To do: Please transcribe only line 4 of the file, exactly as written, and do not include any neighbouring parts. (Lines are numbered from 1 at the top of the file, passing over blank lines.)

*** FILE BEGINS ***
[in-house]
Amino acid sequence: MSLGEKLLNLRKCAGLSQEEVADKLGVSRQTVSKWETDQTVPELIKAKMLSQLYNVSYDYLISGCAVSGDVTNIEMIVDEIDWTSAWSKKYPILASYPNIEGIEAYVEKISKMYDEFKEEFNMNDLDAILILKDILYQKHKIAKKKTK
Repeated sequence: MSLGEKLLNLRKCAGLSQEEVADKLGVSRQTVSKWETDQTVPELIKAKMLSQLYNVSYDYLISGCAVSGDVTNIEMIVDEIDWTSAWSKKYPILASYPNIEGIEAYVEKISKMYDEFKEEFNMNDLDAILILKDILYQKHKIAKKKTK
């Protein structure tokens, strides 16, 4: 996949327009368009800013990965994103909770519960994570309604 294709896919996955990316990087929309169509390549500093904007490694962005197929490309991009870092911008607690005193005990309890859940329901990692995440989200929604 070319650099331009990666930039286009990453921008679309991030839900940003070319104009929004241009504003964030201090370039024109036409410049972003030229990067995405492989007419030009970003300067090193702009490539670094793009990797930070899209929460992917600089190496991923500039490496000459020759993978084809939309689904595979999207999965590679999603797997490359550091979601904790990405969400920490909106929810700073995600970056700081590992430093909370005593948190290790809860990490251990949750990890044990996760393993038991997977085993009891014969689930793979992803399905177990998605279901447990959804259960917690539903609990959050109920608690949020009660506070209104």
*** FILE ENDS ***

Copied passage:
């Protein structure tokens, strides 16, 4: 996949327009368009800013990965994103909770519960994570309604 294709896919996955990316990087929309169509390549500093904007490694962005197929490309991009870092911008607690005193005990309890859940329901990692995440989200929604 070319650099331009990666930039286009990453921008679309991030839900940003070319104009929004241009504003964030201090370039024109036409410049972003030229990067995405492989007419030009970003300067090193702009490539670094793009990797930070899209929460992917600089190496991923500039490496000459020759993978084809939309689904595979999207999965590679999603797997490359550091979601904790990405969400920490909106929810700073995600970056700081590992430093909370005593948190290790809860990490251990949750990890044990996760393993038991997977085993009891014969689930793979992803399905177990998605279901447990959804259960917690539903609990959050109920608690949020009660506070209104």